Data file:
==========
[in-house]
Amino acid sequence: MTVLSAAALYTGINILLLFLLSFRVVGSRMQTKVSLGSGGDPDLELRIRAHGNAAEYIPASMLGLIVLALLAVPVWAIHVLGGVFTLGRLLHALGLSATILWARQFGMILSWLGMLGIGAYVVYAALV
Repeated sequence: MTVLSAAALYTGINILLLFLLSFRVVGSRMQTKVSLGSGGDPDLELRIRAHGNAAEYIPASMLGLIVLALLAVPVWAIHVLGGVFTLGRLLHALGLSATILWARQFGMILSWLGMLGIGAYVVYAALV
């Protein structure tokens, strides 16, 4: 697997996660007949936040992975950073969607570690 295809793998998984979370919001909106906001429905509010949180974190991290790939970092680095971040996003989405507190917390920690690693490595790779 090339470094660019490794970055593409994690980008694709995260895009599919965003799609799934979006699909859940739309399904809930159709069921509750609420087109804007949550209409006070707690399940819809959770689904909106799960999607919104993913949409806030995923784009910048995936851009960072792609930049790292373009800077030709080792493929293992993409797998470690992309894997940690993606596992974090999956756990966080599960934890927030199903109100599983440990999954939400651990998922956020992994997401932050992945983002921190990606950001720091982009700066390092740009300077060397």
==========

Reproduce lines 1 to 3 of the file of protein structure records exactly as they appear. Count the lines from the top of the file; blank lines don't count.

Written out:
[in-house]
Amino acid sequence: MTVLSAAALYTGINILLLFLLSFRVVGSRMQTKVSLGSGGDPDLELRIRAHGNAAEYIPASMLGLIVLALLAVPVWAIHVLGGVFTLGRLLHALGLSATILWARQFGMILSWLGMLGIGAYVVYAALV
Repeated sequence: MTVLSAAALYTGINILLLFLLSFRVVGSRMQTKVSLGSGGDPDLELRIRAHGNAAEYIPASMLGLIVLALLAVPVWAIHVLGGVFTLGRLLHALGLSATILWARQFGMILSWLGMLGIGAYVVYAALV